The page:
"Steady upward pressure on the safety."

After Kyle explained it we ran it dry, four at a time 100 yards to 10 yards and back, to make sure everyone was up to speed and no one was lagging behind since it is very easy to muzzle those in front and to your side.  The range design required those running back towards those who were waiting at the benches, so safety came first and Kyle wanted to see everyone moving safely and effectively.

Everyone ran it dry.

Once Kyle was satisfied we loaded up and ran it live.

Kyle made sure we were running it safely by going running with every group.  This made for a good cardio workout for him as well as those of us who ran the drills more than once.  Kyle took the time to let those who needed to catch their breath do so and during which he explained some serious movement drills.  Kyle got into methods of communication and distance apart that was required during team movement.  There are a lot of concepts involved and Kyle explained them thoroughly enough that any and all questions students had were answered.  I am not going to explain the drills in detail but to me, just the moving and shooting portion of the class was worth the price of admission.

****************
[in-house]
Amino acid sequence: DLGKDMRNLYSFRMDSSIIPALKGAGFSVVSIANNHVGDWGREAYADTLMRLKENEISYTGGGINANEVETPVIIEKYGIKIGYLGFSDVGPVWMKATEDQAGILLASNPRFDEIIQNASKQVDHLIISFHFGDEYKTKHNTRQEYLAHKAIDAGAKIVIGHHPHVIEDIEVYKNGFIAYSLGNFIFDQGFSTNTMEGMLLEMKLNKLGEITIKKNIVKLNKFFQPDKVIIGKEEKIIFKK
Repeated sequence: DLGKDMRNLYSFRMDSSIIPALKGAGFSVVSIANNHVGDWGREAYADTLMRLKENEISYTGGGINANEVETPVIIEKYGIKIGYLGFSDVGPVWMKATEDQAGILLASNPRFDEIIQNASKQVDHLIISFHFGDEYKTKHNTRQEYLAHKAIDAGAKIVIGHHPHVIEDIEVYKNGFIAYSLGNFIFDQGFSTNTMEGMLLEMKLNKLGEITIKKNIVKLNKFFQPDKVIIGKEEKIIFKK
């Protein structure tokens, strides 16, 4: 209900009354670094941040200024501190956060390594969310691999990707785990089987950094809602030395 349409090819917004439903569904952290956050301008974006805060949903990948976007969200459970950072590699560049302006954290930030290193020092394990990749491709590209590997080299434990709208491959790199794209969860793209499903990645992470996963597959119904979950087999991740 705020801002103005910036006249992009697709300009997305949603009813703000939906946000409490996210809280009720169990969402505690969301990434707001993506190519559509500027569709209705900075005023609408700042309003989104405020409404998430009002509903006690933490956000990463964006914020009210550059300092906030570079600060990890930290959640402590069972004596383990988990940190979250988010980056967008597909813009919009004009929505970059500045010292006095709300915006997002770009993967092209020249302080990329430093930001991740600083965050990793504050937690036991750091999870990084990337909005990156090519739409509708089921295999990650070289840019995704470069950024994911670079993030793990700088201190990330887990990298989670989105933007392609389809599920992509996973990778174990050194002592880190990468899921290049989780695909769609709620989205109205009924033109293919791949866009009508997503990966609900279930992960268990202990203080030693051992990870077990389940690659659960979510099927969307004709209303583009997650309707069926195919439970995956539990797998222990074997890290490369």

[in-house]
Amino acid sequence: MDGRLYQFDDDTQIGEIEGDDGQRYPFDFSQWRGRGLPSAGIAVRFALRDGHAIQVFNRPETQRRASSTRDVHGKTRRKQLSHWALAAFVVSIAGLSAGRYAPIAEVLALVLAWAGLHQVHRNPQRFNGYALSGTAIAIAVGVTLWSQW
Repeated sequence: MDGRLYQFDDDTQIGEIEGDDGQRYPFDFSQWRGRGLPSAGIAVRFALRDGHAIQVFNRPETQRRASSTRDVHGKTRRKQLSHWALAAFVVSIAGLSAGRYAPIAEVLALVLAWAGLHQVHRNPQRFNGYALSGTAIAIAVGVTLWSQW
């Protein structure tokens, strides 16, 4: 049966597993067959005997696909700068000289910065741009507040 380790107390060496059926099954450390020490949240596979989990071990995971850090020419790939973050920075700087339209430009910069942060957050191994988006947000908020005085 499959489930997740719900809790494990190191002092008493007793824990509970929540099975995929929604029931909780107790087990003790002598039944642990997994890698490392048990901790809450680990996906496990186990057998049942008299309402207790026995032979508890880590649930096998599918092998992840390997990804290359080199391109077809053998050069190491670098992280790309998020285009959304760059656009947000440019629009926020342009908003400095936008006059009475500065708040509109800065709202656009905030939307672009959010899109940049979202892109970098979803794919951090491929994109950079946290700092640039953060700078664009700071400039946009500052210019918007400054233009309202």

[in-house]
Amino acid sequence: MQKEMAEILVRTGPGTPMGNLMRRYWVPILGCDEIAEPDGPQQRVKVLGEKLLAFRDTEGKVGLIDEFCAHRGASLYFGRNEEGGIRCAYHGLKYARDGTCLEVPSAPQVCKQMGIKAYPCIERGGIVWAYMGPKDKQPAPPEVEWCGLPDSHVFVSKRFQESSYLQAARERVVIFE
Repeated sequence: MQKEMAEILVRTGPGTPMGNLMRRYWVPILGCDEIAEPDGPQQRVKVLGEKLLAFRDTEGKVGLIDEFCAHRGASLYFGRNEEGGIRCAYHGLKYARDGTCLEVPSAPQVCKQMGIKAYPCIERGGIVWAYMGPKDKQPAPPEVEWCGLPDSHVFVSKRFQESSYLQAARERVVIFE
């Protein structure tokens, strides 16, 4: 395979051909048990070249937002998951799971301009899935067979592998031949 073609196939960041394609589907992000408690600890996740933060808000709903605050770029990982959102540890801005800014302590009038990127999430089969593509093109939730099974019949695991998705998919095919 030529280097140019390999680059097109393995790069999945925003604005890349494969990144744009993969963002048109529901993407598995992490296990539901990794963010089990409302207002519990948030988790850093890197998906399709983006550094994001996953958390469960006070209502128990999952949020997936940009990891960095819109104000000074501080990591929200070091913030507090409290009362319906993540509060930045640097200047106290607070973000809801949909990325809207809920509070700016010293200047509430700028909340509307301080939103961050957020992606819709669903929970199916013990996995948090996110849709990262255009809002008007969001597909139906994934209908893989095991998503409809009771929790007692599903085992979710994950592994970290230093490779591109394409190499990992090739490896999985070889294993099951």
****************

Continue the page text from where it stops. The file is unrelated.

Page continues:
We ran moving drills for a while, doing different drills 100 yards to 10 and back, four guys at a time.  We did some advanced shooting and moving drills and Kyle explained each one, including reloading and malfunctions on the move.  We got into the concepts of rate of fire during shooting and moving as well as tactical patience, which apparently I did not have since I had to go to pistol on my way back from 50 yards to 100 yards.  (Note to self, bring more ammo or shoot more accurately.)

We posted up fresh targets and got into close range strings of fire for time.

Kyle explained the methods and concepts behind close range strings of fire and what times were required (for personal standards) at close range distances, including split times of shot strings.  

Then we got into CQB distance doorway and lateral movement drills.  This was applicable to the LEO's in the class, since much of CQB distance engagements would be inside doorways or inside structures, this was very important in my opinion and Kyle got into the meat of the subject in detail.  

After we did CQB movement, we broke for lunch, during which we talked about what we did and Kyle answered any question the students may have had on the topics covered.

The Second Half (Day2)

After lunch Kyle got into barricades, situations and circumstances that would require you to utilize them and application.  He covered rifle setups in particular regarding barricade usage and placement of vertical grip and rail while shooting from a barricade.